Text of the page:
After passing a measure in 2021 to limit the use of artificial intelligence in employment-related decisions, New York City released proposed regulations ahead of the new law’s effective date on January 1, 2023.
The law regulates the use of Automated Employment Decision Tools (AEDT) for NYC residents and employees.
The law defines such tools as “any computational process derived from machine learning, statistical modeling, data analysis, or artificial intelligence that outputs simplified results, including a score, classification, or recommendation, used to support or replace judgmental decisions substantially to make employment decisions that affect individuals.”
An employer is prohibited from using an AI tool in hiring decisions unless the tool has been “bias audited” by an “independent auditor” in the previous year and a summary of the audit results and distribution data has been prepared for the tool be made publicly available on the website of the employer or employment agency.
Individuals have the ability to request accommodation so they are not subject to an AI tool and can request information about the data collected about them.
To provide clarity for employers, the Department for Consumer and Workplace Protection (DCWP) has published proposed rules to implement the new law, scheduled a public hearing for discussion and is open to public comments on the proposal until October 24.
The proposed rules provide new and expanded definitions for key terms, including those included in the law’s definition of “automated employment decision tool,” such as “machine learning, statistical modeling, data analysis, or artificial intelligence,” “simplified output,” and “substantially support discretionary decisions or substitute.”
For example, the DCWP said “substantially supporting or replacing discretionary decisions” means relying solely on a simplified output (e.g., score, tag, classification, ranking) without considering other factors to produce a simplified output to use as one of: a a set of criteria in which the output is weighted more heavily than any other criteria in the set, or to use a simplified output to override or modify conclusions drawn from other factors , including human decision-making. According to the proposed rule, a “simplified output” “may take the form of a score (e.g., rating a candidate’s estimated technical skills), a tag, or a categorization (e.g., categorizing a candidate’s resume using keywords, assigning a ability or trait) of a candidate), recommendation (e.g., whether a candidate should be invited for an interview), or ranking (e.g., compiling a list of candidates based on how well their cover letters match the job description) .”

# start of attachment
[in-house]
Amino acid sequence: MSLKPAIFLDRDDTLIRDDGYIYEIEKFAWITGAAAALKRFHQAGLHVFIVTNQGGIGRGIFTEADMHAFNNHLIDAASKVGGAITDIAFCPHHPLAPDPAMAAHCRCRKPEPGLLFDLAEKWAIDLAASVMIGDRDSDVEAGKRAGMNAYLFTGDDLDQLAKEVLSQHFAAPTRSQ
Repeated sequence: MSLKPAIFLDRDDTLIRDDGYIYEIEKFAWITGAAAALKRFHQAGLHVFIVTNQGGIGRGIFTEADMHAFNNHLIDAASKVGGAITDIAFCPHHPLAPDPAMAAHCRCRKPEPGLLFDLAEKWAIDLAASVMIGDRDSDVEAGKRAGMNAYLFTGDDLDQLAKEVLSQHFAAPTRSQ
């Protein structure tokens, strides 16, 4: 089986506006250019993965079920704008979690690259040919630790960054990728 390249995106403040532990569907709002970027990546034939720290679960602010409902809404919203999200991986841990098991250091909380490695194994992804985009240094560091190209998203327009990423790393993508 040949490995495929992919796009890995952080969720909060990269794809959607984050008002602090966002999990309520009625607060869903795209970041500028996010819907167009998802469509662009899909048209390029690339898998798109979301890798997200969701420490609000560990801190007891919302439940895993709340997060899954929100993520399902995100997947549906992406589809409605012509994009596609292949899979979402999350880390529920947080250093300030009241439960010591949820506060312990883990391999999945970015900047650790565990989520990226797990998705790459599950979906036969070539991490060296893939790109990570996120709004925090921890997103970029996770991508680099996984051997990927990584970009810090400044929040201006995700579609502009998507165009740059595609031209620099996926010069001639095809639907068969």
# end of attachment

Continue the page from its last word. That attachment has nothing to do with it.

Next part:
Regarding the requirements for bias audits, the proposed rules define an independent auditor as “a person or group not involved in the use or development of an AEDT and who is responsible for conducting a bias audit of such AEDT”.
Depending on the type of AEDT used, there are two types of audits allowed by the proposed rules. When an AEDT selects individuals to advance in the hiring process or groups individuals, the bias audit must calculate the selection rate and impact ratio for each EEO-1 demographic category; and when an AEDT classifies individuals into groups, the calculations must be performed for each such classifica- tion.
Alternatively, when an AEDT evaluates applicants or candidates, the bias audit must calculate the average score for each individual in each category and the impact ratio for each category.
The proposed rules also explain what information must be made publicly available before an employer may use an AEDT (e.g. a summary of the last bias audit for the AEDT used).
As for legal notification requirements, employers must notify all New York City resident candidates and employees at least ten business days prior to using an AEDT that an AEDT will be used to evaluate their candidacy and indicate the professional qualifications and tool being evaluated .
The rules provide several options for notification, including posting a clear and conspicuous notification on a website, listing the notification in a job posting, or providing it by US mail or email. The notice must also include instructions on how to apply for an alternative selection process or accommodation under the proposal.
To read the proposed rules, click here.
Why it matters: Employers in New York City should keep a close eye on the proposed rules as the new law’s effective date approaches, and employers in other parts of the country should brace for similar regulations in their own states or even federal oversight on AI . Not long after the city released its proposed rules, the White House released a draft AI Bill of Rights tracking recent federal guidance from the Justice Department and the Equal Opportunity Commission on how employers can avoid violating the law on Americans with disabilities to violate the use of AI for employment-related decisions.